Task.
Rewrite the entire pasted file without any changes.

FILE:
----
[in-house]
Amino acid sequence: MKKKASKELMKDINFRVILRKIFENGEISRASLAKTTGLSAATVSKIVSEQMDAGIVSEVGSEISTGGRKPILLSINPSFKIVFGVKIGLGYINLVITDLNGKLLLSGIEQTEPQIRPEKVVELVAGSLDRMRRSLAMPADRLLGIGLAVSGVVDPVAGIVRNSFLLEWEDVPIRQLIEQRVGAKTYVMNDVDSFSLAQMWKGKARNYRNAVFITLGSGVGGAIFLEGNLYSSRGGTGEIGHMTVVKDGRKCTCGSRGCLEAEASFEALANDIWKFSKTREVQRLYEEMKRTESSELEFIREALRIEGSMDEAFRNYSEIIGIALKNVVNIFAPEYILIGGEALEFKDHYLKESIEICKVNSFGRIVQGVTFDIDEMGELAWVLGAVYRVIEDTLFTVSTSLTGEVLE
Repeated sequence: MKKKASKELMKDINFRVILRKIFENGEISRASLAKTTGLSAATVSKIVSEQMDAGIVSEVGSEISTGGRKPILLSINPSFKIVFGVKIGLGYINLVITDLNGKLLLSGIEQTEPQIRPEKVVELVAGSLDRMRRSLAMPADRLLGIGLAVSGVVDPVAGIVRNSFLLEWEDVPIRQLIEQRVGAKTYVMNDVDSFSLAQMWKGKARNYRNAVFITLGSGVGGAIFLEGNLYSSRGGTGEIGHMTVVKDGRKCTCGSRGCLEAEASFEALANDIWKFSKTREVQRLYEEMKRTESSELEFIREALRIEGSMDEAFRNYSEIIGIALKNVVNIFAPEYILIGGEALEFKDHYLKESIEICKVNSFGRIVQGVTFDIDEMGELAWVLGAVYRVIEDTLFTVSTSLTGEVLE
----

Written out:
[in-house]
Amino acid sequence: MKKKASKELMKDINFRVILRKIFENGEISRASLAKTTGLSAATVSKIVSEQMDAGIVSEVGSEISTGGRKPILLSINPSFKIVFGVKIGLGYINLVITDLNGKLLLSGIEQTEPQIRPEKVVELVAGSLDRMRRSLAMPADRLLGIGLAVSGVVDPVAGIVRNSFLLEWEDVPIRQLIEQRVGAKTYVMNDVDSFSLAQMWKGKARNYRNAVFITLGSGVGGAIFLEGNLYSSRGGTGEIGHMTVVKDGRKCTCGSRGCLEAEASFEALANDIWKFSKTREVQRLYEEMKRTESSELEFIREALRIEGSMDEAFRNYSEIIGIALKNVVNIFAPEYILIGGEALEFKDHYLKESIEICKVNSFGRIVQGVTFDIDEMGELAWVLGAVYRVIEDTLFTVSTSLTGEVLE
Repeated sequence: MKKKASKELMKDINFRVILRKIFENGEISRASLAKTTGLSAATVSKIVSEQMDAGIVSEVGSEISTGGRKPILLSINPSFKIVFGVKIGLGYINLVITDLNGKLLLSGIEQTEPQIRPEKVVELVAGSLDRMRRSLAMPADRLLGIGLAVSGVVDPVAGIVRNSFLLEWEDVPIRQLIEQRVGAKTYVMNDVDSFSLAQMWKGKARNYRNAVFITLGSGVGGAIFLEGNLYSSRGGTGEIGHMTVVKDGRKCTCGSRGCLEAEASFEALANDIWKFSKTREVQRLYEEMKRTESSELEFIREALRIEGSMDEAFRNYSEIIGIALKNVVNIFAPEYILIGGEALEFKDHYLKESIEICKVNSFGRIVQGVTFDIDEMGELAWVLGAVYRVIEDTLFTVSTSLTGEVLE